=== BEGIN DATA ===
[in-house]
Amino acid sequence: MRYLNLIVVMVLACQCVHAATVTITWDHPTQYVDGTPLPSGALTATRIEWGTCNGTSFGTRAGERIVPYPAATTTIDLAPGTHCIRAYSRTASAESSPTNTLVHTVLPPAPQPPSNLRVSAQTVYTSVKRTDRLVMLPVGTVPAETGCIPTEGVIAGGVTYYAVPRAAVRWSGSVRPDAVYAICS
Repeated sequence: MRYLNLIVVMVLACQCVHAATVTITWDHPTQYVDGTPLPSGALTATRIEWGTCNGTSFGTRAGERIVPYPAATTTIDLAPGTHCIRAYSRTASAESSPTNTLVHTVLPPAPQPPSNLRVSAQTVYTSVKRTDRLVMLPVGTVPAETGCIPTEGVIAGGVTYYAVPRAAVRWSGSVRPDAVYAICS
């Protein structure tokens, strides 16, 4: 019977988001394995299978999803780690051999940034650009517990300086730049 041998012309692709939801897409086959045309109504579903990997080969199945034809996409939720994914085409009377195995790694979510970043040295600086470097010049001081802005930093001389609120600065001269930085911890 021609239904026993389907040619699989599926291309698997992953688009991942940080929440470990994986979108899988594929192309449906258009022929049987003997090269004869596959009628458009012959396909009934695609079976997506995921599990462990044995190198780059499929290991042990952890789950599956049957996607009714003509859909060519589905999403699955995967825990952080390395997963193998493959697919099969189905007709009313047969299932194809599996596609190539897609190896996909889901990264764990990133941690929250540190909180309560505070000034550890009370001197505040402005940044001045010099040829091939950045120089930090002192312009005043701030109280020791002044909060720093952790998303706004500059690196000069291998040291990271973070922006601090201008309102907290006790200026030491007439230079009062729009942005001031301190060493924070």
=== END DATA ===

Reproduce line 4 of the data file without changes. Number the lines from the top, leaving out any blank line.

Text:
């Protein structure tokens, strides 16, 4: 019977988001394995299978999803780690051999940034650009517990300086730049 041998012309692709939801897409086959045309109504579903990997080969199945034809996409939720994914085409009377195995790694979510970043040295600086470097010049001081802005930093001389609120600065001269930085911890 021609239904026993389907040619699989599926291309698997992953688009991942940080929440470990994986979108899988594929192309449906258009022929049987003997090269004869596959009628458009012959396909009934695609079976997506995921599990462990044995190198780059499929290991042990952890789950599956049957996607009714003509859909060519589905999403699955995967825990952080390395997963193998493959697919099969189905007709009313047969299932194809599996596609190539897609190896996909889901990264764990990133941690929250540190909180309560505070000034550890009370001197505040402005940044001045010099040829091939950045120089930090002192312009005043701030109280020791002044909060720093952790998303706004500059690196000069291998040291990271973070922006601090201008309102907290006790200026030491007439230079009062729009942005001031301190060493924070």